In terms of serviceable equipment, the DoD said South African Air Force (SAAF) flying hours are being curtailed by aircraft availability. Aircraft operational capability is negatively affected by several factors such as the availability of spares due to insufficient funding or long-time orders. Aircraft obsolescence is another factor affecting availability, exacerbated by a lack of funding to replace or upgrade aircraft.
Similarly, the SA Navy lacks the budget to refit and modernise its frigates and submarines while the SA Army is doubtful it will receive Badger infantry combat vehicles from Denel Land Systems due to persistent problems at the company.
Nevertheless, money is being spent on critical areas such as border protection: R225 million is going towards borderline technology and R65 million was spent for the 2020/2021 financial year, with R75 million allocated for 2021/2022 and R85 million allocated for 2022/2023. The R65 million for 2020/2021 was spent on the upgrading of facilities and technology.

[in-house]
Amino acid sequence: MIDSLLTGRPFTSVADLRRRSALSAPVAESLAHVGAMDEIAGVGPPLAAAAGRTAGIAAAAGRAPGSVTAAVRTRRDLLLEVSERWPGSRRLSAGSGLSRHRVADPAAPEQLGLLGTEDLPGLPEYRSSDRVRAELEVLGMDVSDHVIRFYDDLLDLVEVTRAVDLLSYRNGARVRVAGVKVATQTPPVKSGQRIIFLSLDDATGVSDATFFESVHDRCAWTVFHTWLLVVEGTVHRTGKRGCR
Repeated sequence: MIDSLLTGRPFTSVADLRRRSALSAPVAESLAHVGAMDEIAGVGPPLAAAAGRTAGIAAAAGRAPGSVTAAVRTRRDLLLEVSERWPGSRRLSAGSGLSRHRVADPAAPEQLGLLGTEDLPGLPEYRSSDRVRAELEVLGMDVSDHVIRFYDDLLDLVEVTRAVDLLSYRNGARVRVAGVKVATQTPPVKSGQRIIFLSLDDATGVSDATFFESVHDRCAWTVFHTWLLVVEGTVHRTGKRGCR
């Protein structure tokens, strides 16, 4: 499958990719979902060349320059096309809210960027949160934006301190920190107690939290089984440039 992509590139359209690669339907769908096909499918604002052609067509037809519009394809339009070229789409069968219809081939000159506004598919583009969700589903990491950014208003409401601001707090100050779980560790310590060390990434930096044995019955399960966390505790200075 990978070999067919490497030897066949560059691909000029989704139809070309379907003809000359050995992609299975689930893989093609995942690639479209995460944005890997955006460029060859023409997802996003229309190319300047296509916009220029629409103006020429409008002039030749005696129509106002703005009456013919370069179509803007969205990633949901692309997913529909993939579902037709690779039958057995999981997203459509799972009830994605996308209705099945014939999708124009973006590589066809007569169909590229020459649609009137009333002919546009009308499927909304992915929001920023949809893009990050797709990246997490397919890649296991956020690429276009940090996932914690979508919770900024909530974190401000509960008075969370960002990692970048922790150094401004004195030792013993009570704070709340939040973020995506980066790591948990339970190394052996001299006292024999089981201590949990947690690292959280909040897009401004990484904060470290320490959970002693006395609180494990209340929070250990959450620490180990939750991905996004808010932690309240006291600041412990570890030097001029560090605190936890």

In light of the reduced defence budget, the DoD said that it will pursue alternative funding options of the defence function to supplement the declining defence allocation. This will be done through revision of the approved Defence Funding Model. “As the DoD, we will also do an environmental scan to identify projects the key projects to enhance income generation for the future,” Kudjoe said.